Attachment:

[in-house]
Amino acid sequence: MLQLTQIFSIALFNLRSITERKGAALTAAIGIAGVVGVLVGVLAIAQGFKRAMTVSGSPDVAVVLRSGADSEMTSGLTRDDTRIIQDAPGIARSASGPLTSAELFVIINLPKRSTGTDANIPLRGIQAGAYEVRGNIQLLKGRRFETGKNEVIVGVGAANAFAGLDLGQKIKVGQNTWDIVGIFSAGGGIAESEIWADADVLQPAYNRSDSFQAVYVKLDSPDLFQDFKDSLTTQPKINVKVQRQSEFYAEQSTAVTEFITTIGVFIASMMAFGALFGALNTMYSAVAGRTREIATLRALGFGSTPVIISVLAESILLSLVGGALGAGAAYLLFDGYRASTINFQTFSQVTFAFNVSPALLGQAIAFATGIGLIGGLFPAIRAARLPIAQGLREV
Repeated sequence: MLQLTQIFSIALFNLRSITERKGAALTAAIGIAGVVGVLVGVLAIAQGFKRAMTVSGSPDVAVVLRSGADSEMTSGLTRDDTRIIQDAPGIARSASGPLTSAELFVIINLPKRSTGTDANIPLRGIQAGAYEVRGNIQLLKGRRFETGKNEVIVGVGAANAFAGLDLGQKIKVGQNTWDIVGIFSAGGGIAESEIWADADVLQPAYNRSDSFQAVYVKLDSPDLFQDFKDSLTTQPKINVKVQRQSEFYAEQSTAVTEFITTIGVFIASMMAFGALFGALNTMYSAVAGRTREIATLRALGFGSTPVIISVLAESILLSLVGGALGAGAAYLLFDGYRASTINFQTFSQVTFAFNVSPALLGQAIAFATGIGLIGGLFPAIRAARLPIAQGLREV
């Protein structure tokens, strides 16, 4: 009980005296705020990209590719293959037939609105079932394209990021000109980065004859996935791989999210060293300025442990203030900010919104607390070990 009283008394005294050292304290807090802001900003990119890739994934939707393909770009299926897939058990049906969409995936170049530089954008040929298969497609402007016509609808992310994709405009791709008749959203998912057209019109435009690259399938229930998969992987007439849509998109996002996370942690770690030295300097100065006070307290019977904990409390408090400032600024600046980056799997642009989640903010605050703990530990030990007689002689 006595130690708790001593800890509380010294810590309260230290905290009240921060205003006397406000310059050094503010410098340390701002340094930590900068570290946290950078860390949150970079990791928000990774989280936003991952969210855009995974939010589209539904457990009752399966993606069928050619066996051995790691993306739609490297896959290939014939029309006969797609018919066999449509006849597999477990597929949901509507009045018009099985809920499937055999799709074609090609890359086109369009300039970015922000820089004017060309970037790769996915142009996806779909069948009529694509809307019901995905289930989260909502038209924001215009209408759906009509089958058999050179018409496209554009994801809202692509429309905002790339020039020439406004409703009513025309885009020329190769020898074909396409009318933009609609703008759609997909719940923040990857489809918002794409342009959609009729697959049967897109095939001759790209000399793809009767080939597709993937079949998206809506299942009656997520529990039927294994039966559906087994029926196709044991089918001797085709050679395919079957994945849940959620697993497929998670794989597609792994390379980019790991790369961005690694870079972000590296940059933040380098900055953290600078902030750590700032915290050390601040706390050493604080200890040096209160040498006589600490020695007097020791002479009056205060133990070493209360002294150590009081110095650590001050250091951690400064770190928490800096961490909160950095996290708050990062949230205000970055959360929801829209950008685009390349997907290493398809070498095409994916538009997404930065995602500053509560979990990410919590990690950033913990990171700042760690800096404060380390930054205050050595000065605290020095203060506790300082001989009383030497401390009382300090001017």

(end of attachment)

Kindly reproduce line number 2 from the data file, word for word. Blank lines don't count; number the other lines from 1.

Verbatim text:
Amino acid sequence: MLQLTQIFSIALFNLRSITERKGAALTAAIGIAGVVGVLVGVLAIAQGFKRAMTVSGSPDVAVVLRSGADSEMTSGLTRDDTRIIQDAPGIARSASGPLTSAELFVIINLPKRSTGTDANIPLRGIQAGAYEVRGNIQLLKGRRFETGKNEVIVGVGAANAFAGLDLGQKIKVGQNTWDIVGIFSAGGGIAESEIWADADVLQPAYNRSDSFQAVYVKLDSPDLFQDFKDSLTTQPKINVKVQRQSEFYAEQSTAVTEFITTIGVFIASMMAFGALFGALNTMYSAVAGRTREIATLRALGFGSTPVIISVLAESILLSLVGGALGAGAAYLLFDGYRASTINFQTFSQVTFAFNVSPALLGQAIAFATGIGLIGGLFPAIRAARLPIAQGLREV